TOWARD A BETTER IMAGE SEARCH
Shutterstock obsessively monitors its users. Back in McCormick's 34th floor office, we start looking at the various internal tools the company uses to track customer behavior. McCormick pulls up an internal tool dubbed "The Creeper," which the company uses to watch searches in real time. The list of phrases blurs as it tickers down the page, but every few seconds The Creeper randomly highlights a search and displays the resulting images on the right: "bricks and mortar," "family desktop computer," "peach slice."
The Shutterstock iPad app. Source: Shutterstock.
On McCormick's left, product VP Wyatt Jenkins pulls out stack of oversized baseball cards that represent the different types of Shutterstock user. There's Arnold the Browsinator, who looks for topical images — he represents the bloggers and editorial demand. There are three types of designers: the freelancer, the marketer, and the specialist. The last category represents someone who is working in, say, the Parks and Recreation Department, who has been looking for "forest," "bears," and "rocks" for the last six years. The last type of user is Roberta the Task Bot, who has been given a list of specific images for a textbook, for example, and simply searches down the list. "A lot of our competitors are on a first date with their customers," Jenkins said. "We're married."
"A lot of our competitors are on a first date with their customers. We're married."
Shutterstock has been developing search technology to cater to the users it has come to know so well. In May, the company introduced Shutterstock Instant, which works like the Google search feature by loading new images before the user even finishes typing a query.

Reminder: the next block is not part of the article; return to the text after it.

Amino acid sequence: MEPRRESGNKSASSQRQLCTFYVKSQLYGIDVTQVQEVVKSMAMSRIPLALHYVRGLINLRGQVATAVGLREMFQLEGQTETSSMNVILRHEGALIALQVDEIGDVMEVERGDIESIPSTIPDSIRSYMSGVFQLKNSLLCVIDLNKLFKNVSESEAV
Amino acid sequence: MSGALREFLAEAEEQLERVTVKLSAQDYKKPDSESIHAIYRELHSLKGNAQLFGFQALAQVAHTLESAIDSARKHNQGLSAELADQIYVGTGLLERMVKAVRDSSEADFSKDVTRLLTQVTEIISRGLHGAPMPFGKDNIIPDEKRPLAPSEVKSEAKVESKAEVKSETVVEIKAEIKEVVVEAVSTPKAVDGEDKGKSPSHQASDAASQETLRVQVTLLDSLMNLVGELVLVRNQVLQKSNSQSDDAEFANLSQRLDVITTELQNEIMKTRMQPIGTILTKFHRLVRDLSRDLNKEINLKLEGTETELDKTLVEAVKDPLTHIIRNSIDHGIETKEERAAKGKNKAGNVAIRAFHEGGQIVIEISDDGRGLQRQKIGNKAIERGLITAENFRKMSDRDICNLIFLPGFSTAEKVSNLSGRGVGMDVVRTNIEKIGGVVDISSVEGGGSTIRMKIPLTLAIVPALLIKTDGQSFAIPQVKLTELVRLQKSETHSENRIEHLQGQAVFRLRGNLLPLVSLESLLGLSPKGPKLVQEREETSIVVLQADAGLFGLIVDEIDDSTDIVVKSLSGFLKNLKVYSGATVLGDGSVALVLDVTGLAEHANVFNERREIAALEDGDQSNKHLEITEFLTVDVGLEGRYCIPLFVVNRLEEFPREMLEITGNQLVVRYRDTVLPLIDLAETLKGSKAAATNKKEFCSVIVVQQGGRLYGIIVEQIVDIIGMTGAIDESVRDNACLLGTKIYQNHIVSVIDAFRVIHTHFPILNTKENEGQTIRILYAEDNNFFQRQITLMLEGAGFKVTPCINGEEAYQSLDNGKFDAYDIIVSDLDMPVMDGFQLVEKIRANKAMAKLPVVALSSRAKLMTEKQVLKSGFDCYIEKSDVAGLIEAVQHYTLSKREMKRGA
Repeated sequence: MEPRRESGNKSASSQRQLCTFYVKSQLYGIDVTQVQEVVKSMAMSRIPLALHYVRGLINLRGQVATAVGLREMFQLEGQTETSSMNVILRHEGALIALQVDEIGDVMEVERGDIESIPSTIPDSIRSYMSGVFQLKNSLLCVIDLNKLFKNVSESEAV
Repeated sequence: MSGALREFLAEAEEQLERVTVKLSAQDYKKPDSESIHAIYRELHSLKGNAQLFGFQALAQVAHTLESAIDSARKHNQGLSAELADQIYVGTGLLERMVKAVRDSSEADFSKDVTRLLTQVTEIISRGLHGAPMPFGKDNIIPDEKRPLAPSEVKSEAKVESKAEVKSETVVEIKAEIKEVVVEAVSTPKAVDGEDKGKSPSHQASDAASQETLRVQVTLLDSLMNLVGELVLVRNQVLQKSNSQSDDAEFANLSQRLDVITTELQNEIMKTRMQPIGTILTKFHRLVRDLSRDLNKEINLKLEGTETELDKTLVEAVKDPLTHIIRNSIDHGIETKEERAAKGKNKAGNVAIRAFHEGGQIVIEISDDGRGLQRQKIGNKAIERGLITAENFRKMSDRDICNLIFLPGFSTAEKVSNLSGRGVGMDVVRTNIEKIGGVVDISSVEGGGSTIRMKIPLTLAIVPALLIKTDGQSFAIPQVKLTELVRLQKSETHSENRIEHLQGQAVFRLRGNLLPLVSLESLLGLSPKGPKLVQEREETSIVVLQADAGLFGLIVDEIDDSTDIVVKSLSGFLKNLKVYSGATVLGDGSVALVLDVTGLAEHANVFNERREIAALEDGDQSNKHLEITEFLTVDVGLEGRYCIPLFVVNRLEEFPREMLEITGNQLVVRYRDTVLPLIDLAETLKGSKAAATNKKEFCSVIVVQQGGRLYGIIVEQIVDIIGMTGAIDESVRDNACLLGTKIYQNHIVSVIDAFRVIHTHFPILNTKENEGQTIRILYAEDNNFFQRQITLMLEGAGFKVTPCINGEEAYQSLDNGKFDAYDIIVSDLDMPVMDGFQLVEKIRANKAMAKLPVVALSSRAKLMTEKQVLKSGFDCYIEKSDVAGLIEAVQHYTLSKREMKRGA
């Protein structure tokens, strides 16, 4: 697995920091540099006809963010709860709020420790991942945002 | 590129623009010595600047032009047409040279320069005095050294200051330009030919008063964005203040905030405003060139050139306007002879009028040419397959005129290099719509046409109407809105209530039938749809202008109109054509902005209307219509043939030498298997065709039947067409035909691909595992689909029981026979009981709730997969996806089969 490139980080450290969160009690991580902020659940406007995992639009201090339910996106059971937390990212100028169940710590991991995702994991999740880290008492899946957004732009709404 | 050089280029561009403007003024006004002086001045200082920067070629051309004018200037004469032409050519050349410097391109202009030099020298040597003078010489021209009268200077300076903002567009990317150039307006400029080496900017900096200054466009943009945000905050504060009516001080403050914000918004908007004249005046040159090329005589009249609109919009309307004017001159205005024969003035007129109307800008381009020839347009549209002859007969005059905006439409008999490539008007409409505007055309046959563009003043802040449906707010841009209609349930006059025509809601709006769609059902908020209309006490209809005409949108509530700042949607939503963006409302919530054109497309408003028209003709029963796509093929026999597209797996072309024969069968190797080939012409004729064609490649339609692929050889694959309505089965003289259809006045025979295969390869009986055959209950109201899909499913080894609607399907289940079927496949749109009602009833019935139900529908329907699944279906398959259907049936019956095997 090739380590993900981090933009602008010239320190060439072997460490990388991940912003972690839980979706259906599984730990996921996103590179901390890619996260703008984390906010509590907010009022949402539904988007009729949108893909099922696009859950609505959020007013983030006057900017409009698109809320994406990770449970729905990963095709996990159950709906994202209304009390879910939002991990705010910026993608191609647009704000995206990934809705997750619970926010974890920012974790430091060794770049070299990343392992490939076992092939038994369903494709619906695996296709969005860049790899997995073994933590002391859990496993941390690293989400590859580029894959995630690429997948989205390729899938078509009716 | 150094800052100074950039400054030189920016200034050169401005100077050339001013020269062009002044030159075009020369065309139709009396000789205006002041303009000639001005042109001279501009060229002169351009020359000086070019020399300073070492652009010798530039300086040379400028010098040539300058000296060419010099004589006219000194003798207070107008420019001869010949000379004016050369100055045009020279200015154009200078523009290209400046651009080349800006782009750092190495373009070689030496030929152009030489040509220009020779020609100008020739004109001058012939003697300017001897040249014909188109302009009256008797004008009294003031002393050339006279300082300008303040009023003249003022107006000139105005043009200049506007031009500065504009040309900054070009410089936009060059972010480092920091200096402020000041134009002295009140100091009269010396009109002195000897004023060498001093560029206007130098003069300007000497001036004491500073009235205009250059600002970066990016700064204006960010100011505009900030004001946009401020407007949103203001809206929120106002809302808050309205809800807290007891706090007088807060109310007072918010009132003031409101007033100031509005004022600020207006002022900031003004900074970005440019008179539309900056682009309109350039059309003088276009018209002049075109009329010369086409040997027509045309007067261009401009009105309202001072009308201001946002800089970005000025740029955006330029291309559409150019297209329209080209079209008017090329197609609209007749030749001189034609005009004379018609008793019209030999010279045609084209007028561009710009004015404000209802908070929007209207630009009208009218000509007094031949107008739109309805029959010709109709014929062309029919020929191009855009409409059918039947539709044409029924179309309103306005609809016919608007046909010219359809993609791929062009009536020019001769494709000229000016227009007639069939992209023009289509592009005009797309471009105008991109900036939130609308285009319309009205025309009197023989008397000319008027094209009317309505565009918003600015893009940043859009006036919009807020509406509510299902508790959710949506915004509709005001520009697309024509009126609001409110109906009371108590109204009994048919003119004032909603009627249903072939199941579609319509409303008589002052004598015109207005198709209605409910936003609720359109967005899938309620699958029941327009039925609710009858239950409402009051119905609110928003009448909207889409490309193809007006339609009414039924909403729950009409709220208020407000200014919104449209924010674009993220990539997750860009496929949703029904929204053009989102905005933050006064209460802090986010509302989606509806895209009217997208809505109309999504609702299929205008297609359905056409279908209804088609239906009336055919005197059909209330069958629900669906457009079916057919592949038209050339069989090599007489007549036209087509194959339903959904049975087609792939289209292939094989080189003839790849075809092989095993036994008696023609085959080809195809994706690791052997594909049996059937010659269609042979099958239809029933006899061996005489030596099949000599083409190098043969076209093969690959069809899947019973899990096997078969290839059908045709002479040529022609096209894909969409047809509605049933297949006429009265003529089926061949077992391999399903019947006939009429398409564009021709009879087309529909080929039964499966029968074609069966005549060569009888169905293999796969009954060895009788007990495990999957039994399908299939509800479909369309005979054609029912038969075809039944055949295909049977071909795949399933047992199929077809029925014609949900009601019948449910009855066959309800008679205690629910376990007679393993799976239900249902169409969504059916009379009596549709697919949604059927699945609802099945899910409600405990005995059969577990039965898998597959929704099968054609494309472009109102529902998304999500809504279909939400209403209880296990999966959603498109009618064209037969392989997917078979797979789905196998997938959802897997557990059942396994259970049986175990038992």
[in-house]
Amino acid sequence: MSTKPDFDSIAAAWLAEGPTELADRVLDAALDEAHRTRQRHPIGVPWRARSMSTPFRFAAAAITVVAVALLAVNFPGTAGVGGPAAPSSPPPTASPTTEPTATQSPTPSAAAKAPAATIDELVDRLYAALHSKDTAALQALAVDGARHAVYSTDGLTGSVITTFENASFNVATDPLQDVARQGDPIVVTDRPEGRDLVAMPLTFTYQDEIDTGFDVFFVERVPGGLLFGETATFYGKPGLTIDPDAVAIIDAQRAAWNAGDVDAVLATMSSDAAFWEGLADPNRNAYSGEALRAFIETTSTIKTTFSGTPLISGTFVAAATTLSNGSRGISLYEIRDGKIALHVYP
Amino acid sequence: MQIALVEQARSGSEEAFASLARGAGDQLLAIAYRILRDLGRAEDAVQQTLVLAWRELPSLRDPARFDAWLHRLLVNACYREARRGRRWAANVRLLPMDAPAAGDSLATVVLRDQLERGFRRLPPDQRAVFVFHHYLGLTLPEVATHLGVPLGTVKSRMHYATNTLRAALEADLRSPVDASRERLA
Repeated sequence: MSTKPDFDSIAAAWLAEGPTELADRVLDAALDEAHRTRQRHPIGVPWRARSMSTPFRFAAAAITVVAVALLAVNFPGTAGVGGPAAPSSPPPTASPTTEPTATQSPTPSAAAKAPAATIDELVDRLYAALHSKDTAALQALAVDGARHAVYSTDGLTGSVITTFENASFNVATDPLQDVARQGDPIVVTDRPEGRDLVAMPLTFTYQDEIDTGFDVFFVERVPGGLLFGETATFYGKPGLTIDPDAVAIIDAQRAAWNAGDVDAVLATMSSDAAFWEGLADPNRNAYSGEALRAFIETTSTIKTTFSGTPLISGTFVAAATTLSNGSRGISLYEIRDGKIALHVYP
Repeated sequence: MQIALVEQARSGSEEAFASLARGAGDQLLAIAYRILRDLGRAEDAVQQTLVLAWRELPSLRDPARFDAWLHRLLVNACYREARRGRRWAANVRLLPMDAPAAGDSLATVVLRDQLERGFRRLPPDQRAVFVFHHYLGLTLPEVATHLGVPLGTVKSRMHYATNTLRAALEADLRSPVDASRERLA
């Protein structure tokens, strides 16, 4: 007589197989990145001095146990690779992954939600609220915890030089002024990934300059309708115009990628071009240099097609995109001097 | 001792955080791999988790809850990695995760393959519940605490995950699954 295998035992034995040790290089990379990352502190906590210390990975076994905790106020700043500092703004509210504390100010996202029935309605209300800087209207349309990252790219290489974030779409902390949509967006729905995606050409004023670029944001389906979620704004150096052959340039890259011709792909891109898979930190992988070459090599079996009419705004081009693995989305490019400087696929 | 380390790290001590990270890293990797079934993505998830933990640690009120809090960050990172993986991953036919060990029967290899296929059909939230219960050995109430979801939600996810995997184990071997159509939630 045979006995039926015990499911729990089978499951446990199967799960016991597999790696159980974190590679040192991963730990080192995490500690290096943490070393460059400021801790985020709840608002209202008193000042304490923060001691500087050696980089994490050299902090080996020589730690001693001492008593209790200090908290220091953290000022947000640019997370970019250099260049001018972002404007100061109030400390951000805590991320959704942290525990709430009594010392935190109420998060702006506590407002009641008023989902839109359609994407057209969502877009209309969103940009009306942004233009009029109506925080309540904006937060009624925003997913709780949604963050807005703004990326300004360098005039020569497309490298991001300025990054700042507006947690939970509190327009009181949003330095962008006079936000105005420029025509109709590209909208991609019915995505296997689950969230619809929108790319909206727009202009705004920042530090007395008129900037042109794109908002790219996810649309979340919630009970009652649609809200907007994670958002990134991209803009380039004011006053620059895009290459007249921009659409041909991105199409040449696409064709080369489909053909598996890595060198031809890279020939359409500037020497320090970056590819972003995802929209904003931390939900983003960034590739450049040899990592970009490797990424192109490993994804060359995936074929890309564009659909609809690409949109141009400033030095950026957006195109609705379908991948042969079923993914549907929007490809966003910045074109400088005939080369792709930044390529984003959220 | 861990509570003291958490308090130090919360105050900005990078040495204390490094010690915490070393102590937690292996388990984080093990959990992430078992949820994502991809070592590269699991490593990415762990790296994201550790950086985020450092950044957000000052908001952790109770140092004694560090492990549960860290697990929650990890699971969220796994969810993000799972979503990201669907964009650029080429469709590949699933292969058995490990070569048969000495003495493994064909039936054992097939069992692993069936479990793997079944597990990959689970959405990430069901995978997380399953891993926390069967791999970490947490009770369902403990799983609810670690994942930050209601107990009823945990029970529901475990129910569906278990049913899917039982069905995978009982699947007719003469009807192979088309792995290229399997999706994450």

Shutterstock also updated its iPad app, which is built around image browsing. The app has minimal controls, allowing the screen to fill up with bright photos as the user leans back on a couch and swipes through. Users spend almost 30 minutes on average browsing the app, about twice the time they spend on the website. "This makes sense because when a customer is sitting at their desk using the site, they want to complete tasks efficiently and on the tablet they are sitting on a couch with their feet up looking for inspiration," Jenkins said. A keyword search on Shutterstock's app will also pull up related search queries and similar images, to encourage the searcher to stumble upon photos they might have otherwise missed.
The company has big plans for image search. Eventually, Jenkins hopes to become less reliant on keyword tags. Keywords are added by the contributors and reviewed by Shutterstock staff, but a browser can still end up looking at a page of what appear to be lighthouses after a search for "war city dark." And anyway, a good image search should do more than help users find what they want — it should help users find what they didn't know they wanted.
This vector set was the most-downloaded image on Shutterstock last year.
Shutterstock is now testing a new color-based search tool that represents a step in this direction. The tool, called Spectrum, lets users type in a keyword and then adjust the results by color. The results can bring back images you'd be likely to miss by searching for keywords, like the yellow-hued airport signs that came up on a search for Amsterdam or a submerged diver doing the breaststroke after a search for "frog."
Shutterstock has been working on Spectrum for three months, but it's still in beta and works slowly outside the company headquarters. "It has be fast," Jenkins said. "It has to be as fast as Instant." He shook his head. "We have a scaling problem and we don't know how we're going to fix it."
"No, we do, we just have to put the resources in," McCormick said.
"Really?" Jenkins said. "Oh, I like that!"
McCormick nodded. "It's all solvable," he said.